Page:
3/ Introduction. The literature review may be well served by citing and discussing a recent review paper of UAV methane measurements by Shaw et al., 2021 - https://royalsocietypublishing.org/doi/full/10.1098/rsta.2020.0450
4/ Line 70 – the studies cited here are examples of such studies and not an exhaustive list as the list of citations implies. If you only wish to cite these three examples, please add “e.g.”. Otherwise, a more complete list of UAV GHG measurement studies up to 2021 is described in Shaw et al., 2021 review paper (link in the comment above).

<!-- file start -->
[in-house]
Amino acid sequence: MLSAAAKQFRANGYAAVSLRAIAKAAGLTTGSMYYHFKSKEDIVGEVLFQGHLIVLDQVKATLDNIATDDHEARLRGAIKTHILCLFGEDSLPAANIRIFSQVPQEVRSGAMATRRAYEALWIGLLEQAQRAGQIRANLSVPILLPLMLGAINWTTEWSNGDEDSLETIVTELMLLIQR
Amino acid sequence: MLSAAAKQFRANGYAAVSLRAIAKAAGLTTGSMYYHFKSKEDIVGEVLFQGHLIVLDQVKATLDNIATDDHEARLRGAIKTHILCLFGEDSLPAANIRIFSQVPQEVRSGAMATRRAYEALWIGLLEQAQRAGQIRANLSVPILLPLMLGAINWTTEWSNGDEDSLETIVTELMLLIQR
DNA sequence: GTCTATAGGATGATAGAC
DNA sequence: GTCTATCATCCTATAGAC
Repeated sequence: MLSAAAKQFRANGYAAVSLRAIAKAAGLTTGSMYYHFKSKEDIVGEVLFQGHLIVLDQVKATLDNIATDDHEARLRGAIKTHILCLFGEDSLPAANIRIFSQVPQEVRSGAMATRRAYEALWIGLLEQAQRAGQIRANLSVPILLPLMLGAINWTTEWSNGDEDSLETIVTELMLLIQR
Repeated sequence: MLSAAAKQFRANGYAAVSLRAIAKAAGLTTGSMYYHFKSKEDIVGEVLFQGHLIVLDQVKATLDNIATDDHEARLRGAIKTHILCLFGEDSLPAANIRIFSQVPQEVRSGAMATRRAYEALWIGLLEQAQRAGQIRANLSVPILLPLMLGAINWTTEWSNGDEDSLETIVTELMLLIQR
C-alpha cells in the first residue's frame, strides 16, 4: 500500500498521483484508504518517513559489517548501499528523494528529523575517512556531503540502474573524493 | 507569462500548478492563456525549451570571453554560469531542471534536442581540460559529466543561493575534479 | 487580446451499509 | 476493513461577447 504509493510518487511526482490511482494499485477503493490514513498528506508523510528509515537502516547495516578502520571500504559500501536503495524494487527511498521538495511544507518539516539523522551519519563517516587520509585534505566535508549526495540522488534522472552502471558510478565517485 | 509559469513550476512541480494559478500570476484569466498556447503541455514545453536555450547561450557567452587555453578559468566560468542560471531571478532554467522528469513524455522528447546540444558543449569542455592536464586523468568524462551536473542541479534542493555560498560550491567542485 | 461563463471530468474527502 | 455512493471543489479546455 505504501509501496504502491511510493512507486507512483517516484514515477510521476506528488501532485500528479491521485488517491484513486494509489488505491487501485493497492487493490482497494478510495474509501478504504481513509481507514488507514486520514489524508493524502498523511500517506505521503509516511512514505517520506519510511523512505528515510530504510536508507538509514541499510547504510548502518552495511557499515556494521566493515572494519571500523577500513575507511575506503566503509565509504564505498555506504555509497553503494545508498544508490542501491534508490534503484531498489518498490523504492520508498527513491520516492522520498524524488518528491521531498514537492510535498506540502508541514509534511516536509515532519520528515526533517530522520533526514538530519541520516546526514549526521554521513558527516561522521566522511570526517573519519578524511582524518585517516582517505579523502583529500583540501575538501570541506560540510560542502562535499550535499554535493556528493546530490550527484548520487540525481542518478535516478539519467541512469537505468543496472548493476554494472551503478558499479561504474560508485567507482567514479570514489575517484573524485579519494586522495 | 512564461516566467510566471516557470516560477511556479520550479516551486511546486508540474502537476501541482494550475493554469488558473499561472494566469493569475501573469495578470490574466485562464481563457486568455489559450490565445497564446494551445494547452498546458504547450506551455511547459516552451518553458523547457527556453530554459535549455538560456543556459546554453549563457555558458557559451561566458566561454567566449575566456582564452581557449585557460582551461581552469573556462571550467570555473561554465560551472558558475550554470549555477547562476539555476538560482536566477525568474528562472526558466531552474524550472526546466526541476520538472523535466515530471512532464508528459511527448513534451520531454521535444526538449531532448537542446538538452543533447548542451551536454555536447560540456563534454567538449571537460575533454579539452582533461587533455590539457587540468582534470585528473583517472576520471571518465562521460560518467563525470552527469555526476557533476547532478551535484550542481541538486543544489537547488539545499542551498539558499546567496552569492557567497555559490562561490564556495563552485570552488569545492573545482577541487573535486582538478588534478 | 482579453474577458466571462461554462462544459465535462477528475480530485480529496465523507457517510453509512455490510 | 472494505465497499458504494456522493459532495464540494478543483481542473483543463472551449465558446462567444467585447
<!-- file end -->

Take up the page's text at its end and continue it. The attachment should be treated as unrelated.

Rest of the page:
5/ Section 2.2.2. The WAS system appears to consist of 12 evacuated (flushed and pre-treated) glass vials. Injection of ambient air appears to be via a side-port needle. Are these vials evacuated to 0.5 Pa as suggested on line 151? If not under high vacuum, the injected (ambient) air would be mixed with whatever residual air was in the vial, potentially biasing the concentration and C-13 fractionation measured offline (by high precision instrumentation in the lab) toward the concentration and fractionation of the residual air inside the vial. The final sentence of this section states that “The dead-volume of the transfer line (100 μL) and the residual flush-gas volume inside the evacuated glass vial did not show any significant influence to follow-up measurement setup.” This is an example of a sentence that doesn’t make complete sense to me (i.e. what is “follow-up measurement setup?). Please could you provide more information/data on why you are confident that there was no significant influence, and what you define “significant influence” to mean (quantitatively)? I am concerned that this effect could greatly bias the GHG concentration and isotope measurements made from the filled vials. GHG concentration measurements are required to have a very high precision to be acceptable under WMO reporting standards. The text reads as though it is only the initial negative pressure that fills the tube to an equilibrium pressure with ambient pressure. If the vials are indeed evacuated to 0.5 Pa (high vacuum), and there is only 100 ul residual in the transfer line, I would agree any bias would be very small, but it may be useful to quantify the maximum expected bias this may introduce for each quantity measured. Please could you explain and clarify this in the response and in the manuscript.